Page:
How does the ball sit?
Buried? Perched? Nestled?
The lie determines what part of the wedge is integral to use during impact. It also dictates the hand action needed to pull off the shot.
Buried lies demand skillful use of the leading edge. It is important to get the club digging into the ground to best extract the golf ball from the buried lie. Similar to hitting an explosion shot from a hard packed bunker—use the leading edge to dig. Feel the handle hinging on the way back but unreleased as you get to the impact spot just short of the ball (hinge and hold or chunk and run kind of feeling). Feel the leading edge dig. A bit of shaft lean at address helps sharpen the leading edge for digging purposes when returned properly at impact.
Perched lies are tricky because the wedge can go right under the golf ball if the player fails to recognize this unique lie. Firm wrists and a chipping stroke often allow players to advance the perched lie with a descending blow. Ball first contact is key! Ball should roll up face and this will provide a less than flush feeling.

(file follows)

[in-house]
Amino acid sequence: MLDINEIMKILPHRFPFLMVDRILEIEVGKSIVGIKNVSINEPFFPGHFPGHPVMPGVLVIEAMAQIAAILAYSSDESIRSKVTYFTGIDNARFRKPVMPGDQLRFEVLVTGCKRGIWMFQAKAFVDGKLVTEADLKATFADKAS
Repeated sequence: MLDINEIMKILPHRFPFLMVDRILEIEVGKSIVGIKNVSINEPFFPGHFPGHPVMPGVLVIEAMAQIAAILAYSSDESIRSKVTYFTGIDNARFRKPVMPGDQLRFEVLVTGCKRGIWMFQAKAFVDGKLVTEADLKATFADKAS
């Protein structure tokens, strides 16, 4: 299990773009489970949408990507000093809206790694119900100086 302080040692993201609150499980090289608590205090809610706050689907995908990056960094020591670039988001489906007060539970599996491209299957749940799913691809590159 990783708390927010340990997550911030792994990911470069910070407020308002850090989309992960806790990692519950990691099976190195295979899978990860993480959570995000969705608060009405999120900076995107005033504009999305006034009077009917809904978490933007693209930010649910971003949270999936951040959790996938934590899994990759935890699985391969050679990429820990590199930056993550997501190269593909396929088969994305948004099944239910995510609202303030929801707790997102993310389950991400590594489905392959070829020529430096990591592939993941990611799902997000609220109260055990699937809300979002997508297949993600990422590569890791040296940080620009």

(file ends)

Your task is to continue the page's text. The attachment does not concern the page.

If club hits ground first it will go lower and the face may travel under the ball causing a whiff!
Nestled lies often allow the player to use the sole plate (bounce angle feature) of the wedge to move under the ball. Player will feel the head of the club sliding past the handle as it enters the rough and slides through the grass getting the ball up and out. this is similar to the feeling of a sand shot from a fluffy bunker. Player should feel a hinge on the backswing and an unhinge on the downswing to promote the release of the backswing angle. Really get the head of the club to feel like it passes the handle. A neutral (or even negative) handle position at set up will accentuate the amount of bounce on the club and promote this head sliding action.